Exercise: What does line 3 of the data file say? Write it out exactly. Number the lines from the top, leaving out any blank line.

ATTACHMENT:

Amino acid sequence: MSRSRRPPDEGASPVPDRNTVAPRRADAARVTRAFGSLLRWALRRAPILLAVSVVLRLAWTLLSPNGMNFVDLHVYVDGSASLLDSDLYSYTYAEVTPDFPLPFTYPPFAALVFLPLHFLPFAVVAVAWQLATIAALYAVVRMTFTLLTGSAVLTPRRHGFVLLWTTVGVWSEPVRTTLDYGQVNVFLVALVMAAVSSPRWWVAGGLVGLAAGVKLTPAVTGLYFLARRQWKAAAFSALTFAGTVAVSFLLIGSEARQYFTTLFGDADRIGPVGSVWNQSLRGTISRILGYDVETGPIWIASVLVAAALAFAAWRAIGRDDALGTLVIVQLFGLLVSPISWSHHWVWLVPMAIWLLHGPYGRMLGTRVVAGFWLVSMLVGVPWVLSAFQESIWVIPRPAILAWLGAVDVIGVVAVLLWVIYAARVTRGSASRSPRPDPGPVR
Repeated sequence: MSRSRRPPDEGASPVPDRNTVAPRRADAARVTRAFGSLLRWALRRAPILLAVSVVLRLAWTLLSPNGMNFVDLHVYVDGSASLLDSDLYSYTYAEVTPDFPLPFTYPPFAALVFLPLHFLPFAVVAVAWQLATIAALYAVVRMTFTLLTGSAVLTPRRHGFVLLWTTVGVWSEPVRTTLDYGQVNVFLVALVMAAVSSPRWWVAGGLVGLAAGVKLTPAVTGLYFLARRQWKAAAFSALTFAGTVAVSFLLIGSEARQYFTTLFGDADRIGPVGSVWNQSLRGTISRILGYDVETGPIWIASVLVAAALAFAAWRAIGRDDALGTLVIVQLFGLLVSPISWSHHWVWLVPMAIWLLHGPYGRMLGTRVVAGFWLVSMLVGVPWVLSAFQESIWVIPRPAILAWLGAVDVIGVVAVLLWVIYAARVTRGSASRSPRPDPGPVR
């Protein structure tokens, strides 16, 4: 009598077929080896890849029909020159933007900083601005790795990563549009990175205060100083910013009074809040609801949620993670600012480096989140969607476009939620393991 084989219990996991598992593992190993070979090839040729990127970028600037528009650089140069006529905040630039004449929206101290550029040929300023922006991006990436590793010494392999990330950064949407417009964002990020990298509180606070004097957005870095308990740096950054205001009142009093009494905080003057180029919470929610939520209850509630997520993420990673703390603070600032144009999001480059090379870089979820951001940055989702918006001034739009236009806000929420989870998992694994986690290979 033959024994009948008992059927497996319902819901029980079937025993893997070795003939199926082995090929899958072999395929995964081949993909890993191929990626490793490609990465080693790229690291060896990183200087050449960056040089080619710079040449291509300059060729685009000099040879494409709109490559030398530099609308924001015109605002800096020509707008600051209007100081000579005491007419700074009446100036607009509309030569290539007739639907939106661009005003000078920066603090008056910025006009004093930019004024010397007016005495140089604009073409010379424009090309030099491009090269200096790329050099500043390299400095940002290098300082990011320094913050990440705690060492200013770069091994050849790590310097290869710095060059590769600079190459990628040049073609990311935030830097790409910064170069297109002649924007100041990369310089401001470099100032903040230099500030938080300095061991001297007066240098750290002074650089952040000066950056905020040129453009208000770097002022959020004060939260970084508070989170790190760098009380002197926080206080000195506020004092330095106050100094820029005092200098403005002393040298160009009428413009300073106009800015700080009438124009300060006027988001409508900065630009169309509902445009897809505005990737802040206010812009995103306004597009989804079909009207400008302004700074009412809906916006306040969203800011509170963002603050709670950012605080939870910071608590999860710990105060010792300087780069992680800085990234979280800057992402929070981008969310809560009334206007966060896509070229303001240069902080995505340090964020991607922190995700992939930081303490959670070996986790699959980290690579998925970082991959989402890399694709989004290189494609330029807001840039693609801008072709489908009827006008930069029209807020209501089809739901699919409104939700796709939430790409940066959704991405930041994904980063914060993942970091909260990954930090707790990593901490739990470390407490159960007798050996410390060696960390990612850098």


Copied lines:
């Protein structure tokens, strides 16, 4: 009598077929080896890849029909020159933007900083601005790795990563549009990175205060100083910013009074809040609801949620993670600012480096989140969607476009939620393991 084989219990996991598992593992190993070979090839040729990127970028600037528009650089140069006529905040630039004449929206101290550029040929300023922006991006990436590793010494392999990330950064949407417009964002990020990298509180606070004097957005870095308990740096950054205001009142009093009494905080003057180029919470929610939520209850509630997520993420990673703390603070600032144009999001480059090379870089979820951001940055989702918006001034739009236009806000929420989870998992694994986690290979 033959024994009948008992059927497996319902819901029980079937025993893997070795003939199926082995090929899958072999395929995964081949993909890993191929990626490793490609990465080693790229690291060896990183200087050449960056040089080619710079040449291509300059060729685009000099040879494409709109490559030398530099609308924001015109605002800096020509707008600051209007100081000579005491007419700074009446100036607009509309030569290539007739639907939106661009005003000078920066603090008056910025006009004093930019004024010397007016005495140089604009073409010379424009090309030099491009090269200096790329050099500043390299400095940002290098300082990011320094913050990440705690060492200013770069091994050849790590310097290869710095060059590769600079190459990628040049073609990311935030830097790409910064170069297109002649924007100041990369310089401001470099100032903040230099500030938080300095061991001297007066240098750290002074650089952040000066950056905020040129453009208000770097002022959020004060939260970084508070989170790190760098009380002197926080206080000195506020004092330095106050100094820029005092200098403005002393040298160009009428413009300073106009800015700080009438124009300060006027988001409508900065630009169309509902445009897809505005990737802040206010812009995103306004597009989804079909009207400008302004700074009412809906916006306040969203800011509170963002603050709670950012605080939870910071608590999860710990105060010792300087780069992680800085990234979280800057992402929070981008969310809560009334206007966060896509070229303001240069902080995505340090964020991607922190995700992939930081303490959670070996986790699959980290690579998925970082991959989402890399694709989004290189494609330029807001840039693609801008072709489908009827006008930069029209807020209501089809739901699919409104939700796709939430790409940066959704991405930041994904980063914060993942970091909260990954930090707790990593901490739990470390407490159960007798050996410390060696960390990612850098």